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United States Court of Appeals for the Seventh Circuit
December 6, 1995, Argued ; September 6, 1996, Decided
[*563] CUDAHY, Circuit Judge. Through the Federal Arbitration Act (FAA), 9 U.S.C. § 1, et seq., Congress has adopted a policy favoring arbitration as a means of resolving certain contractual disputes. The FAA creates a body of substantive law that regulates arbitration agreements involving interstate [**2] commerce or maritime transactions, and this law generally attempts to make arbitration agreements easier to enforce and arbitration proceedings easier to administer. Towards these ends, it authorizes the federal courts to enforce the arbitration agreements to which it applies. In addition, it creates some elementary procedural rules to facilitate the conduct of arbitrations. First, it gives arbitrators broad authority to order the collection of evidence relevant to the arbitration. Although it does not give the arbitrators themselves any power to enforce these orders, it does give the district courts authority to compel compliance with them. This case raises questions about the authority created by these two procedural rules. The parties here disagree about the extent of an arbitrator's authority to summon witnesses to participate in prehearing discovery, and they dispute the extent of the federal courts' authority to enforce these summonses. Before we can decide these issues, however, we must address problems relevant to our own jurisdiction and the jurisdiction of the district court.
Amgen, Inc. has a patent for erythropoietin, something that it describes as a "genetically engineered [**3] health care product." In 1985, Amgen and Ortho Pharmaceutical Corp. entered into an agreement by which Ortho acquired a limited license for the use of erythropoietin. This license did not include the right to use and sell erythropoietin for use by patients receiving kidney dialysis therapy, a right that Amgen retained. The [*564] licensing agreement provided that the parties would arbitrate any dispute pertaining to the agreement and that the arbitration would take place in Chicago, Illinois. Such a dispute arose in 1989, and Amgen and Ortho agreed that Frank J. McGarr, former Chief Judge of the United States District Court for the Northern District of Illinois, would preside over the arbitration. During the course of the arbitration, the arbitrator determined that he required evidence from several parties who were unconnected with the contract between Amgen and Ortho. One of those parties was the Kidney Center of Delaware County (KCDC), which provides dialysis services and apparently purchases a great deal of erythropoietin. The arbitrator issued a summons to KCDC, ordering it to appear at a deposition in Pennsylvania and to produce relevant documents. KCDC refused to comply with the summons.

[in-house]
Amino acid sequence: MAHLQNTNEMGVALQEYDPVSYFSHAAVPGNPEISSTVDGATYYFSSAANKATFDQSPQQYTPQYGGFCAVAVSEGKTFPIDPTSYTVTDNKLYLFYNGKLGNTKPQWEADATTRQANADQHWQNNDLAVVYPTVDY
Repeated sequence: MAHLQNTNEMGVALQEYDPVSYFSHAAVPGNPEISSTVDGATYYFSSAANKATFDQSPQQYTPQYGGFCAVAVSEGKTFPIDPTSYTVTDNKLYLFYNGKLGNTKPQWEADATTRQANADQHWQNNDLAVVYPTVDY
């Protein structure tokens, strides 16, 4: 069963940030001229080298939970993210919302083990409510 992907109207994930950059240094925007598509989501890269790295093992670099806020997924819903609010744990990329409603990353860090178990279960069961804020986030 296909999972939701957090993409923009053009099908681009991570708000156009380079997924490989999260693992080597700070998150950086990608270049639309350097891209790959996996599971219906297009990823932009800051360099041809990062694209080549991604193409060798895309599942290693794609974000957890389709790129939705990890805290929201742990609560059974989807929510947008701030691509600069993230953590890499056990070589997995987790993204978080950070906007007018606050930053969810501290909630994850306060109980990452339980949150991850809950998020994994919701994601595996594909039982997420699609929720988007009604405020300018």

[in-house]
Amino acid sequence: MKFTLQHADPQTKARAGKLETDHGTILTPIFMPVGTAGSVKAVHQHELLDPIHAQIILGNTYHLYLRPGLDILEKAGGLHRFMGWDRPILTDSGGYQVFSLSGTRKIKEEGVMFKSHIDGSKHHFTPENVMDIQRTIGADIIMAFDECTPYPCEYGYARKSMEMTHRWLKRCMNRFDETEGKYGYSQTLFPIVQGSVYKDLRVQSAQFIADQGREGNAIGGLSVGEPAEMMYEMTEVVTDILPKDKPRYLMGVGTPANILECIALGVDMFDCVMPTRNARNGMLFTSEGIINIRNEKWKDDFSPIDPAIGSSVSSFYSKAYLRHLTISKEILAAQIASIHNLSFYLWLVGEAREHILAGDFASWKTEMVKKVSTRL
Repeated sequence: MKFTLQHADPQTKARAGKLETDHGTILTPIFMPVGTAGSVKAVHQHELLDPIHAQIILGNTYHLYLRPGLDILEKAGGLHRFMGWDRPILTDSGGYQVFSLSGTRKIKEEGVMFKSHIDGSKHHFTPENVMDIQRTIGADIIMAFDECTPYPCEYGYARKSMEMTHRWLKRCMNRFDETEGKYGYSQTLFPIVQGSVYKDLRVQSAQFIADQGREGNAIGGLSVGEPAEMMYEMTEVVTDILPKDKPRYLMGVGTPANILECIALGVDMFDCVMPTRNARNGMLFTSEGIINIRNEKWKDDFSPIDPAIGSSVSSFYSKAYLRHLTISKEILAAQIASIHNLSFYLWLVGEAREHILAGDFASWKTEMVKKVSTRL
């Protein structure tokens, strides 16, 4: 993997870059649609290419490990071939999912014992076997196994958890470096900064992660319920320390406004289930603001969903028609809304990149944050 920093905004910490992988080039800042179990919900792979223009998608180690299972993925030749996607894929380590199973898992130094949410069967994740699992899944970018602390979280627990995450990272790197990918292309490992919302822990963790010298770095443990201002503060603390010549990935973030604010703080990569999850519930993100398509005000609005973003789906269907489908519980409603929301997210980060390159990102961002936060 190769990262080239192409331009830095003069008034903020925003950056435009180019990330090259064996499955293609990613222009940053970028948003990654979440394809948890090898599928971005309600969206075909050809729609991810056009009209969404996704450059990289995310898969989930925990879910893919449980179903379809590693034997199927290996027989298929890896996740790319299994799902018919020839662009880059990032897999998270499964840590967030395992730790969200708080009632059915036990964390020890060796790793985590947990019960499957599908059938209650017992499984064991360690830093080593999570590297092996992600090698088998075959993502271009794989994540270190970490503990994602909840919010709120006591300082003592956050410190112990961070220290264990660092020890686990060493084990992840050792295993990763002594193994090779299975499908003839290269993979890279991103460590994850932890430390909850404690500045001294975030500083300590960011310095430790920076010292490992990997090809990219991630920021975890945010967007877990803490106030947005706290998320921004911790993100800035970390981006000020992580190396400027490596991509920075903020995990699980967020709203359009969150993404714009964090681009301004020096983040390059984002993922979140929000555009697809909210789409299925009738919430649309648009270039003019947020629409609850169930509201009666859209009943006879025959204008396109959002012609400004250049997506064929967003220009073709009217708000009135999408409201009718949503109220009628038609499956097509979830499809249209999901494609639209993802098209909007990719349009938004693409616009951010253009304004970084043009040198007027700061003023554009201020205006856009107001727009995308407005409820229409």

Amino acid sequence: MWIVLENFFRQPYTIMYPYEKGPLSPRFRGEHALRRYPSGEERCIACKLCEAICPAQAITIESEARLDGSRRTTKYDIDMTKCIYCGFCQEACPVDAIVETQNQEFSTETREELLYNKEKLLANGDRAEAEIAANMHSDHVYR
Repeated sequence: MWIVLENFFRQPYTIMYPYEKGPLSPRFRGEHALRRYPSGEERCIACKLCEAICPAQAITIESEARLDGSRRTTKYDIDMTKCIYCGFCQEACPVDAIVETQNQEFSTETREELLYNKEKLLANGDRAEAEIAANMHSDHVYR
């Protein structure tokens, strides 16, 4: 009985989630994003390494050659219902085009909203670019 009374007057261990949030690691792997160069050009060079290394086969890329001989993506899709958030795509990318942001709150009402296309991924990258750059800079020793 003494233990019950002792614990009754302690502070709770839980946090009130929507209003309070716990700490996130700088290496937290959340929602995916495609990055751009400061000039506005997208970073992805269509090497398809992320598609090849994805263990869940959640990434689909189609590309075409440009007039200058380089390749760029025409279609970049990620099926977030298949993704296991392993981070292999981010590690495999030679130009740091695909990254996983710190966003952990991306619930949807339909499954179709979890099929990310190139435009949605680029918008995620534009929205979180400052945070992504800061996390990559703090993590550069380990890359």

[**4] Seeking to compel KCDC's compliance, Amgen filed a petition (styled as a motion) in the district court for the Eastern District of Pennsylvania under § 7 of the FAA. That section authorizes the federal district courts to confirm the authority underlying an arbitrator's summons and to compel compliance with such a summons. The Pennsylvania court pointed out that § 7 gives this authority only to the district court for the district in which the arbitrator sits. Because Judge McGarr was sitting in Chicago, the Pennsylvania court concluded that it had no authority either to confirm the authority behind the summons or to enforce it; but it did note that a district court for the Northern District of Illinois could issue the order that Amgen sought. Hence it sent its case file to Chicago and gave Amgen leave to refile its petition there.
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95 F.3d 562 *; 1996 U.S. App. LEXIS 23408 **
AMGEN, INCORPORATED, Plaintiff-Appellee, v. KIDNEY CENTER OF DELAWARE COUNTY, LIMITED, Defendant-Appellant.
Prior History: [**1] Appeal from the United States District Court for the Northern District of Illinois, Eastern Division. No. 94 C 7135. Robert W. Gettleman, Judge.
Disposition: REMANDED WITH INSTRUCTIONS.
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